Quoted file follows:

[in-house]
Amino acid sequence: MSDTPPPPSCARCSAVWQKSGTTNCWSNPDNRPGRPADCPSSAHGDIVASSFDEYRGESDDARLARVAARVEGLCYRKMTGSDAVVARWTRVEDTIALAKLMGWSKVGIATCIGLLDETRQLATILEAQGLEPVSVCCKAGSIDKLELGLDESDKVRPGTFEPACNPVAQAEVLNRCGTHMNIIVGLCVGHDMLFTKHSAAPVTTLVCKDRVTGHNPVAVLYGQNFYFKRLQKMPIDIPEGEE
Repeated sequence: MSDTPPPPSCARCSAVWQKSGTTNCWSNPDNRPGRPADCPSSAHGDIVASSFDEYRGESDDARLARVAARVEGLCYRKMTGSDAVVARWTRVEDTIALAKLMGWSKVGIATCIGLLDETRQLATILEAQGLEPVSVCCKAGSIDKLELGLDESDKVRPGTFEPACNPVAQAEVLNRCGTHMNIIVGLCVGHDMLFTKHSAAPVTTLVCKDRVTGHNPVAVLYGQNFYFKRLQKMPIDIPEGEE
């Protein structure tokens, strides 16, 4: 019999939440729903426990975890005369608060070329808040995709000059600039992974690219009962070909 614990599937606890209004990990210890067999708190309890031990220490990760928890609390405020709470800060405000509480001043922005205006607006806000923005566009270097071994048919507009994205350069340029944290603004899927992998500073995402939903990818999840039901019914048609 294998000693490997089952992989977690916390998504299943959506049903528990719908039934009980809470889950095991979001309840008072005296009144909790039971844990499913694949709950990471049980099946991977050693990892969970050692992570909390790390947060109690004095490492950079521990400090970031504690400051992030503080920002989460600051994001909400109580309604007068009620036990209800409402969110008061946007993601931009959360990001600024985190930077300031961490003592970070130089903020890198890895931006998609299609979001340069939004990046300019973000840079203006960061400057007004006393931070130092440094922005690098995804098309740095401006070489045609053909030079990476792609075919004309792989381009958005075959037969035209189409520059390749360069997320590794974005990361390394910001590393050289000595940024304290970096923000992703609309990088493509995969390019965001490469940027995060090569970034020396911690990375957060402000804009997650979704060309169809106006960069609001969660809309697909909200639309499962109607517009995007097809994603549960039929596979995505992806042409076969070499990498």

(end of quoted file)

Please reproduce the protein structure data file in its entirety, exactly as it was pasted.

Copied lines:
[in-house]
Amino acid sequence: MSDTPPPPSCARCSAVWQKSGTTNCWSNPDNRPGRPADCPSSAHGDIVASSFDEYRGESDDARLARVAARVEGLCYRKMTGSDAVVARWTRVEDTIALAKLMGWSKVGIATCIGLLDETRQLATILEAQGLEPVSVCCKAGSIDKLELGLDESDKVRPGTFEPACNPVAQAEVLNRCGTHMNIIVGLCVGHDMLFTKHSAAPVTTLVCKDRVTGHNPVAVLYGQNFYFKRLQKMPIDIPEGEE
Repeated sequence: MSDTPPPPSCARCSAVWQKSGTTNCWSNPDNRPGRPADCPSSAHGDIVASSFDEYRGESDDARLARVAARVEGLCYRKMTGSDAVVARWTRVEDTIALAKLMGWSKVGIATCIGLLDETRQLATILEAQGLEPVSVCCKAGSIDKLELGLDESDKVRPGTFEPACNPVAQAEVLNRCGTHMNIIVGLCVGHDMLFTKHSAAPVTTLVCKDRVTGHNPVAVLYGQNFYFKRLQKMPIDIPEGEE
């Protein structure tokens, strides 16, 4: 019999939440729903426990975890005369608060070329808040995709000059600039992974690219009962070909 614990599937606890209004990990210890067999708190309890031990220490990760928890609390405020709470800060405000509480001043922005205006607006806000923005566009270097071994048919507009994205350069340029944290603004899927992998500073995402939903990818999840039901019914048609 294998000693490997089952992989977690916390998504299943959506049903528990719908039934009980809470889950095991979001309840008072005296009144909790039971844990499913694949709950990471049980099946991977050693990892969970050692992570909390790390947060109690004095490492950079521990400090970031504690400051992030503080920002989460600051994001909400109580309604007068009620036990209800409402969110008061946007993601931009959360990001600024985190930077300031961490003592970070130089903020890198890895931006998609299609979001340069939004990046300019973000840079203006960061400057007004006393931070130092440094922005690098995804098309740095401006070489045609053909030079990476792609075919004309792989381009958005075959037969035209189409520059390749360069997320590794974005990361390394910001590393050289000595940024304290970096923000992703609309990088493509995969390019965001490469940027995060090569970034020396911690990375957060402000804009997650979704060309169809106006960069609001969660809309697909909200639309499962109607517009995007097809994603549960039929596979995505992806042409076969070499990498």